We next visit the herb garden, located right off the kitchen, which makes sense. Dill is one of the first things we notice because it is in full flower. It's a culinary herb, can be used in a lot of fish recipes as well as others. It is also a good food habitat for Swallow Tail Butterflies. Penny Royal is also great. You can pick up a little bit and rub it on your skin. Some use it as an alternative to mosquito repellent. And, it smells nice.

Next we have Dandelion. Many people try to get rid of Dandelion but it's a great herb, Robert uses it in salads. It is almost like a Maskal herb, a bitter herb. Spearmint is next and is great in iced tea. Rosemary is always popular in an herb garden, chop the leaves and use them in recipes or use the long sticks as skewers for shish-kabobs. It will infuse the meat with the Rosemary flavoring from the inside out adding a great taste. Harvest the leaves of the Bay Laurel, they are great in soups and stews. It also makes a great container plant. If looking for a dark shrubby plant that looks great on your terrace, think about Bay Laurel.

Eric Johnson shares his Tips and Ideas again this week. There is no question that fresh herbs are substantially better than dry herbs that you buy from the grocery store. Basil has an amazing fragrance and flavor that isn't found in dried herbs. Eric shows us a number of containers specially designed to keep herbs evenly moist throughout the entire growing season, allowing you to have fresh herbs right at your fingertips. To keep them growing, find a nice, sunny window. Eric has chosen French Tarragon, Thyme and makes a pesto out of a beautiful variegated Basil. For more information on these sub irrigation containers visit our web site - click on Gardening Tips.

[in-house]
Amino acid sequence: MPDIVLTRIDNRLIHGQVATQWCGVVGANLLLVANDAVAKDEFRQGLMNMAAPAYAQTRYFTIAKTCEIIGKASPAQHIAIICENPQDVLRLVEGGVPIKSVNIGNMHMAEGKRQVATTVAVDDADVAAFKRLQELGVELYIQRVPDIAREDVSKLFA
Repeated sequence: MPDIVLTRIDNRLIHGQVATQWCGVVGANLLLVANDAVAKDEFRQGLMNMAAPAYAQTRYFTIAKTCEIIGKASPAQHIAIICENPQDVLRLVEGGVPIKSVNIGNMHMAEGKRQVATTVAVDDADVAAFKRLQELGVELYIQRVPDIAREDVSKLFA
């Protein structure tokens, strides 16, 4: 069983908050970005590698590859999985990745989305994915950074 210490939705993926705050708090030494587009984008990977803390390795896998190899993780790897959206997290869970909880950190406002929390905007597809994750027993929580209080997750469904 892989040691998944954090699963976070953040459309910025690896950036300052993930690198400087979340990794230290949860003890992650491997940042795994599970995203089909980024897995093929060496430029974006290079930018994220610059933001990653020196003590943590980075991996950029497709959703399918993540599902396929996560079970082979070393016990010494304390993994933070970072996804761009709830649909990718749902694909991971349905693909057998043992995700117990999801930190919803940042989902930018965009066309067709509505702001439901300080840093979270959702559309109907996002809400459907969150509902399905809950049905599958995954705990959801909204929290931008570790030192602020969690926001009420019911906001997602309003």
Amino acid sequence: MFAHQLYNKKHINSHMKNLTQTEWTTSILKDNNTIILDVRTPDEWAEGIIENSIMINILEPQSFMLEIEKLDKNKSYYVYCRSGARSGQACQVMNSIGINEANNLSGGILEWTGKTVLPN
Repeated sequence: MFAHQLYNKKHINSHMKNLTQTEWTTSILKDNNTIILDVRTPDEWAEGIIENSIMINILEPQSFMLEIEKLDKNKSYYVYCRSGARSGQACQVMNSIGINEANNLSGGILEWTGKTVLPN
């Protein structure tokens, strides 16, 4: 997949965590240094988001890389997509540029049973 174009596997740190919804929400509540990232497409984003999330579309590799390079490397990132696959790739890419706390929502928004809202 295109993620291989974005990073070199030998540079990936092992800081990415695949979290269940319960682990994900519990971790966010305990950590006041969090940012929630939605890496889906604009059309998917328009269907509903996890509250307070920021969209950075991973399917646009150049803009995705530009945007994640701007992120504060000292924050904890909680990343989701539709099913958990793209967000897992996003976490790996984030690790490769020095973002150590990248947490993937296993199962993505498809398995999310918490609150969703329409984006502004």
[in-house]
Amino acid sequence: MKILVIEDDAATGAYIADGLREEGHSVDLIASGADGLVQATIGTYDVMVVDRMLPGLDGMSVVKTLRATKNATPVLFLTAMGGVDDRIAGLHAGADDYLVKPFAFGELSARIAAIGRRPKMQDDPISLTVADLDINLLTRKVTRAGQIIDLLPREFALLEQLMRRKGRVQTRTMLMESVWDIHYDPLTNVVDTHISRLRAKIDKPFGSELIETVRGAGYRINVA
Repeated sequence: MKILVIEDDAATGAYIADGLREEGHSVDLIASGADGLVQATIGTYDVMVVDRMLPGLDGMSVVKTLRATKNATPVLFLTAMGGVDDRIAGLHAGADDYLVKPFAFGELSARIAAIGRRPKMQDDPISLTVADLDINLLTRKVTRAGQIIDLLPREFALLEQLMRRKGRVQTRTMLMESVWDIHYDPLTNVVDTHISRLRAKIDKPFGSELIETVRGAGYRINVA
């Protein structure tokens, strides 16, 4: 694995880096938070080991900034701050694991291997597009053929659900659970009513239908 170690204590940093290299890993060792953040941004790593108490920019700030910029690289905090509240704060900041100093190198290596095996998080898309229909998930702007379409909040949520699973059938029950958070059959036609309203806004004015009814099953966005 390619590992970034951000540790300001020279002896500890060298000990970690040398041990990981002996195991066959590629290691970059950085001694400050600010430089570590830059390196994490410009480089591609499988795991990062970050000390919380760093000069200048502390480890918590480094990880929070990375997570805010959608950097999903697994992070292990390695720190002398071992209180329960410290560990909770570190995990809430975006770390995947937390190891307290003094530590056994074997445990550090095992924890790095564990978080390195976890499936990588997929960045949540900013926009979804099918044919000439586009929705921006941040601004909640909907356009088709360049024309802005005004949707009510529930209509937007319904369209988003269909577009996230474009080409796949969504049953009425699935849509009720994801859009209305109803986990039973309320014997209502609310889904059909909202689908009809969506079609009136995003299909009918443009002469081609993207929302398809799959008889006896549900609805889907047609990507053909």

Joe and Robert next visit a butterfly garden. It is filled with trees, shrubs, annuals and perennials. All attract butterflies. They have even included a little bird bath, placed it at ground level, filled it with sand and the irrigation keeps the water level constant. That is why the butterflies come to drink. It's called a muddle, a mud puddle. The butterflies take their nutrients from the minerals in the mud. Children, as well as adults, love this garden. When they planted this garden they did all the needed research, placed the ideal plants around the garden then broke for lunch. When they came back from lunch the butterflies and hummingbirds had already found the plants and they weren't even in the ground yet.

The city of Orlando owns and operates this park. It is right in the middle of downtown and it is spectacular. Robert appreciates the support from the people in the city of Orlando. Joe is inspired and impressed and thanks Robert. This is truly a great garden for the state of Florida.

Links ::

Gaylord Palms and Conference Center
Harry P. Leu Gardens